in Quantum Physics, Eigenvalues of random matrices and non-intersecting random walks.

In machine learning their natural selection of diversity has found applications in the field of summarization (gong2014diverse), human pose detection (kulesza_2012), clustering (kang2013fast), Low rank kernel matrix approximations (li2016fast) and Manifold learning (wachinger2015sampling).

Formally, it defines a distribution on , where

is the finite ground set. For a random variable

drawn from a given DPP we have

(1)

where is a positive definite matrix referred to as the -ensemble kernel. Greedy algorithms that find the most diverse set of that achieves the highest probability, i.e require the calculation of the marginal gain,

(2)

with computational complexity. Previous work has looked at limiting the burden of the computational complexity by employed Chebyshev approximations to the Log Determinant (han2017faster). However their work is limited Kernel Matrices with minimum eigenvalues of 333or alternatively low condition numbers, which does not cover the class of realistic kernel matrix spectra, notably the popular squared exponential kernel. We develop a method in section 5.2 and an algorithm 5.4 which is capable of handling very high condition numbered matrices.

3 Background

3.1 Log Determinants as a Density Estimation Problem

Any symmetric positive definite (PD) matrix , is diagonalizable by a unitary transformation , i.e , where is the matrix with the eigenvalues of along the diagonal. Hence we can write the log determinant as:

(3)

Here we have used the cyclicity of the determinant and denotes the expectation under the spectral measure. The latter can be written as:

(4)

Given that the matrix is PD, we know that and we can divide the matrix by an upper bound, , via the Gershgorin circle theorem (gershgorin1931uber) such that,

(5)

Here , i.e the max sum of the rows of the absolute of the matrix . Hence we can comfortably work with the transformed measure,

(6)

as the spectral density is outside of its bounds, which are bounded by respectively.

3.2 Stochastic Trace Estimation

Using the expectation of quadratic forms, for any multivariate random variable with mean

and variance

, we can write

(7)

where in the last equality we have assumed that the variable possesses zero mean and unit variance. By the linearity of trace and expectation for any we can write

(8)

In practice we approximate the expectation over all random vectors with a simple Monte Carlo average. i.e for random vectors ,

(9)

where we take the product of the matrix with the vector , times, so as to avoid costly matrix matrix multiplication. This allows us to calculate the non central moment expectations in for dense matrices, or for sparse matrices, where .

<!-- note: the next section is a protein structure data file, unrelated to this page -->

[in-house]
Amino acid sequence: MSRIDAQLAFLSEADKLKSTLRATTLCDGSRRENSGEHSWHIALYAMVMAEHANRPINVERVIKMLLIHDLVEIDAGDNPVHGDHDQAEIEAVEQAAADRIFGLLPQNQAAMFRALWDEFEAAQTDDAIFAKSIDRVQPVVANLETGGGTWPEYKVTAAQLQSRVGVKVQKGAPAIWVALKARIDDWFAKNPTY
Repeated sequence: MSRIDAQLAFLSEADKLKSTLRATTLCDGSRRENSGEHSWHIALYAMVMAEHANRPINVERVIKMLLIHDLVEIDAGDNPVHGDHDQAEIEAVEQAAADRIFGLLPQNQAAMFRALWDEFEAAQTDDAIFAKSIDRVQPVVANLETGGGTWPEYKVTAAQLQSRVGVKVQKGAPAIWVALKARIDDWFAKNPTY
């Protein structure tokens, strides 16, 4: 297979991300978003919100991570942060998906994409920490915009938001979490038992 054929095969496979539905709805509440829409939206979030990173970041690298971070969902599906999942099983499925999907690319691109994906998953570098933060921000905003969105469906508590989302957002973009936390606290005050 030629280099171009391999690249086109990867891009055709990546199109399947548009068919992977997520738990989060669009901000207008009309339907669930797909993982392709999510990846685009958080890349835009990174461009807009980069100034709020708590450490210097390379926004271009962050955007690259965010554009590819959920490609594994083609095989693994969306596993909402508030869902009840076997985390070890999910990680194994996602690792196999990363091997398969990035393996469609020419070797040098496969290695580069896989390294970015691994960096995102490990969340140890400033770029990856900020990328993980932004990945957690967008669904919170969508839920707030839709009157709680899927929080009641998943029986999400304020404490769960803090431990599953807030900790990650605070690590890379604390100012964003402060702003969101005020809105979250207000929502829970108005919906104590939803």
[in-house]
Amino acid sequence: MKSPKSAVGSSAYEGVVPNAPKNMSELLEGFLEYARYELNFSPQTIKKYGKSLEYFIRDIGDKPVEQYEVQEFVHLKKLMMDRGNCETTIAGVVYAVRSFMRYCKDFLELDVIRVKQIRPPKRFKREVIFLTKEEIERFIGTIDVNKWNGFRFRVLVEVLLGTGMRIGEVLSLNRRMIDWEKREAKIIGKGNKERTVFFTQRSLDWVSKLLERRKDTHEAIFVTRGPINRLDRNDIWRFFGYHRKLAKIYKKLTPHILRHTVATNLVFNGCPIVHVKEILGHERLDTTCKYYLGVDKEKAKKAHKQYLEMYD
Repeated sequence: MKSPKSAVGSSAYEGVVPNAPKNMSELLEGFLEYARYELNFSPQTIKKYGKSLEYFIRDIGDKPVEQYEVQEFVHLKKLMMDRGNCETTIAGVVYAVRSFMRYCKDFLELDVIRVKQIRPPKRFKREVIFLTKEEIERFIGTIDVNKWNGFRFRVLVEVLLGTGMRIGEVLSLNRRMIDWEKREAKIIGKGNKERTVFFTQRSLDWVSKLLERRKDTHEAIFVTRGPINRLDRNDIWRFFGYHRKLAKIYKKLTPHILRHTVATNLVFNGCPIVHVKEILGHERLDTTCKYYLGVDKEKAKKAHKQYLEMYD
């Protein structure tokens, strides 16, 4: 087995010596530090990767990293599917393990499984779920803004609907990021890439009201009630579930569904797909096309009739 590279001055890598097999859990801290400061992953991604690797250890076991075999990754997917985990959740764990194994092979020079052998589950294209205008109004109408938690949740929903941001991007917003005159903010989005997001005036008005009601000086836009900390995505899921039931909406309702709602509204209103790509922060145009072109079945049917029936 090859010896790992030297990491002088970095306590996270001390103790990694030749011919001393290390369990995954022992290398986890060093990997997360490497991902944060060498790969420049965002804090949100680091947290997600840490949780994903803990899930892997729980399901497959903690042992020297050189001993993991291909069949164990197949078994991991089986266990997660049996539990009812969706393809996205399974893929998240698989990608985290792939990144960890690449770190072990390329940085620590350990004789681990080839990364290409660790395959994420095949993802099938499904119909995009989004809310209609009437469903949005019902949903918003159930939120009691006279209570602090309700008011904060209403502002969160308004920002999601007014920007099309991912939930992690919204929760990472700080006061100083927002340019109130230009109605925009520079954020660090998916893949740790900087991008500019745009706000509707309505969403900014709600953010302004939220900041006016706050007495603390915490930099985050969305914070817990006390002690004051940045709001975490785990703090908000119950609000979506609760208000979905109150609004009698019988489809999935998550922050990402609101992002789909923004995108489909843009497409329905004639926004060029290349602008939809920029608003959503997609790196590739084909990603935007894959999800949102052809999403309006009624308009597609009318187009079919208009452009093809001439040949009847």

The random unit vector can be drawn from any distribution, such as a Gaussian. Choosing the components of to be i.i.d Rademacher random variables i.e (Hutchinson’s method (hutchinson1990stochastic)) has the lowest variance of such estimators (jackmub), satisfying,

(10)

Loose bounds exist on the number of samples required to get within a fractional error with probability (han2015large),

(11)

as per (roosta2015improved). To get within fractional error with probability , for example, we require samples. In practice we find that as little as gives good accuracy however.

4 Polynomial approximations to the Log Determinant

Recent work (han2015large; dong2017scalable; zhang2007approximate) has considered incorporating knowledge of the non central moments 444Also using stochastic trace estimation. of a normalised eigenspectrum by replacing the logarithm with a finite polynomial expansion,

(12)

Given that is not analytic at , it can be seen that, for any density with a large mass near the origin, a very large number of polynomial expansions, and thus moment estimates, will be required to achieve a good approximation, irrespective of the choice of basis.

4.1 Taylor approximations are probabilistically unsound

In the case of a Taylor expansion equation (12) can be written as,

(13)

The error in this approximation can be written as the difference of the two sums,

(14)

where we have used the Taylor expansion of and denotes the expectation under the spectral measure.

De-Finetti (finetti) showed that Kolmogorov’s axioms of probability (kolmogorov_1950) could be derived by manipulating probabilities in such a manner so as to not make a sure loss on a gambling system based on them. Such a probabilistic framework, of which the Bayesian is a special case (bayesianspecialcase), satisfies the conditions of,

  1. Non Negativity: ,

  2. Normalization: ,

  3. Finite Additivity: .   555for a sequence of disjoint sets .

The intuitive appeal of De-Finetti’s sure loss arguments, is that they are inherently performance based. A sure loss is a practical cost, which we wish to eliminate.